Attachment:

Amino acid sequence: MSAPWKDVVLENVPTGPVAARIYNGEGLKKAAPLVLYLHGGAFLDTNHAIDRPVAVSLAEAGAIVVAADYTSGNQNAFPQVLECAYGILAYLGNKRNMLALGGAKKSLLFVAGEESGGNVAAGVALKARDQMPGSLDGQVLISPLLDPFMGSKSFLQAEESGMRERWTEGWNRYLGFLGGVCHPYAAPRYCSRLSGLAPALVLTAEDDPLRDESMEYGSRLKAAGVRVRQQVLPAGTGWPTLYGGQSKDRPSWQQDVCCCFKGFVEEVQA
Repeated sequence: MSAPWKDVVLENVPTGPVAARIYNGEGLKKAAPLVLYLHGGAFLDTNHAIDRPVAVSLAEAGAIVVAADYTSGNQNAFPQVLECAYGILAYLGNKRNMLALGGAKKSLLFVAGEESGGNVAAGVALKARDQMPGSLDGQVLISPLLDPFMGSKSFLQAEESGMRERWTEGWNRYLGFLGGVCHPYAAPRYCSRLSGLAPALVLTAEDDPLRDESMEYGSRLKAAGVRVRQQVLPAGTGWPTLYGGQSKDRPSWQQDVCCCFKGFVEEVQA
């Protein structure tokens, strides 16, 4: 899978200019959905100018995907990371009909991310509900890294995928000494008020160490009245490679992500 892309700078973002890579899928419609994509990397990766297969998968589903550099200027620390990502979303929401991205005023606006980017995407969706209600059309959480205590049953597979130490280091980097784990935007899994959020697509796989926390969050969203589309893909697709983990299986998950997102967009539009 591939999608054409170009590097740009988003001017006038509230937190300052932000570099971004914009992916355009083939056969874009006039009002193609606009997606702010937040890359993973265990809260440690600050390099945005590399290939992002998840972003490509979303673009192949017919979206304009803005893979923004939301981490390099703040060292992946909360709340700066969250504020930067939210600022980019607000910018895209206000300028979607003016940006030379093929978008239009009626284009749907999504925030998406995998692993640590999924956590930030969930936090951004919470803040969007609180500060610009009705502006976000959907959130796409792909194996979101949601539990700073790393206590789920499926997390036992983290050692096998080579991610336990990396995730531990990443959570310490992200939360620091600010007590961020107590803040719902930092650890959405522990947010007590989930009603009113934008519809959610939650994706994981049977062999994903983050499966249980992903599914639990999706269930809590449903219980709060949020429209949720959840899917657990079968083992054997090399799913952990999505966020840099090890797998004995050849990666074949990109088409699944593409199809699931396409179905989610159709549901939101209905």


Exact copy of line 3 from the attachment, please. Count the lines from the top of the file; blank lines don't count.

């Protein structure tokens, strides 16, 4: 899978200019959905100018995907990371009909991310509900890294995928000494008020160490009245490679992500 892309700078973002890579899928419609994509990397990766297969998968589903550099200027620390990502979303929401991205005023606006980017995407969706209600059309959480205590049953597979130490280091980097784990935007899994959020697509796989926390969050969203589309893909697709983990299986998950997102967009539009 591939999608054409170009590097740009988003001017006038509230937190300052932000570099971004914009992916355009083939056969874009006039009002193609606009997606702010937040890359993973265990809260440690600050390099945005590399290939992002998840972003490509979303673009192949017919979206304009803005893979923004939301981490390099703040060292992946909360709340700066969250504020930067939210600022980019607000910018895209206000300028979607003016940006030379093929978008239009009626284009749907999504925030998406995998692993640590999924956590930030969930936090951004919470803040969007609180500060610009009705502006976000959907959130796409792909194996979101949601539990700073790393206590789920499926997390036992983290050692096998080579991610336990990396995730531990990443959570310490992200939360620091600010007590961020107590803040719902930092650890959405522990947010007590989930009603009113934008519809959610939650994706994981049977062999994903983050499966249980992903599914639990999706269930809590449903219980709060949020429209949720959840899917657990079968083992054997090399799913952990999505966020840099090890797998004995050849990666074949990109088409699944593409199809699931396409179905989610159709549901939101209905």